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Keeping Parents Engaged During the College Application Process

It's November of my son's senior year in high school and the college application process is weighing heavily on his shoulders. As his mom, I can feel the heftiness of the emotions that come with what needs to be done, yet there's only so much I can do to help him complete the task. While I'm not wishing the time away, I will undoubtedly feel relieved when he clicks that last "submit" and this part of his year is complete.

Applying to college has always been serious business, but I don't recall the competition being so high and the pressure this intense when I was a high school senior in 1987. Parenting my child as he navigates this extremely important, yet potentially stressful process feels like tricky business. I want to be helpful, yet I don't want to wield too much influence, especially when it comes to choosing schools or writing essays. How can parents stay engaged in the process yet allow their kids to take ownership of the outcome when so much is on the line?"

Having already gone through the application process with my daughter, now a college junior, I have learned a few ways that I can be supportive without being too involved, provide guidance without taking control, and help my son feel like we are teammates, even though he's ultimately responsible for submitting the best application possible. Photo of Cindy's Campbell's children

Prioritize and Plan

The first step is to work side by side with your student to prioritize tasks and draft a plan for what needs to be done. Start with some basic things like creating a list of schools they're applying to, registering for standardized tests, and procuring letters of recommendation. Talk the list through with your child to make sure it includes all requirements so that when it's application time, your student is ready.

Creating a plan is also beneficial because it helps reduce stress. Knowing that important details are written down and not floating around in your child's head, is crucial for feeling organized and in control. There will be times when your child's stress level starts to skyrocket. Directing them back to the plan will decrease their stress and help them to stay focused.

Create a Schedule

Part two of creating a plan, and another way to stay engaged with your student, is to help them create a schedule or timeline. It's important to include test dates and application deadlines, as well as designated time for your student to disengage from the pressure of regular schoolwork and essay writing, and enjoy the fun parts of their senior year. Acknowledging that there is time for both work and relaxation is critical in preventing these few months from feeling too overwhelming.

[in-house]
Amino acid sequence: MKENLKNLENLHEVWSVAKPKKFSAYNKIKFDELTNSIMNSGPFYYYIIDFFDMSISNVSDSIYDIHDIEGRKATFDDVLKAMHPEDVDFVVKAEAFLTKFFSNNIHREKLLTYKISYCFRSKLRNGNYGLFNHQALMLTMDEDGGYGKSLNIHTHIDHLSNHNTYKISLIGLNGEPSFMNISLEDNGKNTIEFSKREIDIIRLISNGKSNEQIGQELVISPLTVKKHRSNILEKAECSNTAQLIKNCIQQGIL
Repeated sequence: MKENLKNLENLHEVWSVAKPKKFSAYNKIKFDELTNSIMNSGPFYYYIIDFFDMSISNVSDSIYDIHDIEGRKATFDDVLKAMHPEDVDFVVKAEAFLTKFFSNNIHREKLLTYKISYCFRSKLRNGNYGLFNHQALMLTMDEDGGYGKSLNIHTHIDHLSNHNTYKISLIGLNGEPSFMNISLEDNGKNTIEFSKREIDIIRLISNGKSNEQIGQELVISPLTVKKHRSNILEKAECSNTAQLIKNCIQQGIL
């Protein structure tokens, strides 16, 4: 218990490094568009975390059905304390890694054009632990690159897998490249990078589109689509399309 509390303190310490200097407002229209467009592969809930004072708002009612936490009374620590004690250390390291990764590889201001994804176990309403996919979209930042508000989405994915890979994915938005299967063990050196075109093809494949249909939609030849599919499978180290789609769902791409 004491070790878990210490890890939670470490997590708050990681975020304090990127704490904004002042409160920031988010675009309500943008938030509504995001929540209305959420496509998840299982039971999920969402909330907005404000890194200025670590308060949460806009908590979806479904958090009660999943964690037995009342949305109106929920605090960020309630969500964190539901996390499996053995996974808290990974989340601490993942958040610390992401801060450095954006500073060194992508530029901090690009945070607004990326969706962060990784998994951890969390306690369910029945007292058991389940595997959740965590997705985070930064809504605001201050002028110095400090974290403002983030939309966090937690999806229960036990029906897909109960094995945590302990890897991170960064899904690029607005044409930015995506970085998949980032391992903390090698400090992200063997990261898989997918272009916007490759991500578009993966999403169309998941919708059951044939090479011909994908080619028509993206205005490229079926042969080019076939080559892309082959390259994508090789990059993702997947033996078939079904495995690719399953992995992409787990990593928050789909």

An extremely helpful scheduling idea that was passed along to me from my daughter's college counselor turned out to be one of the best pieces of advice I've received. She suggested that while working through this process, we establish weekly check-in meetings designated for talking about all things related to the application process, including my daughter's progress on the plan and her impending action items.

We both benefited from these meetings––they gave my daughter structure and an incentive to stay organized, and they helped me refrain from bombarding her daily with questions about the status of various correspondence, or a meeting with her counselor. This one practice brought a lot of peace to our family, especially during times of extreme anxiety and stress. I was always available for my daughter, but I avoided hovering over her every move.

Partnering with your high school senior as they navigate the college application process and decide where to spend the next four years is a very exciting yet daunting task for parents and children. I hope that by working with my son in these ways, he'll feel supported yet the unmistakable leader of our "team." I want him to know that I'm always available for help and guidance, but that my goal is for him to finish his college applications feeling empowered, successful, and ready for the future.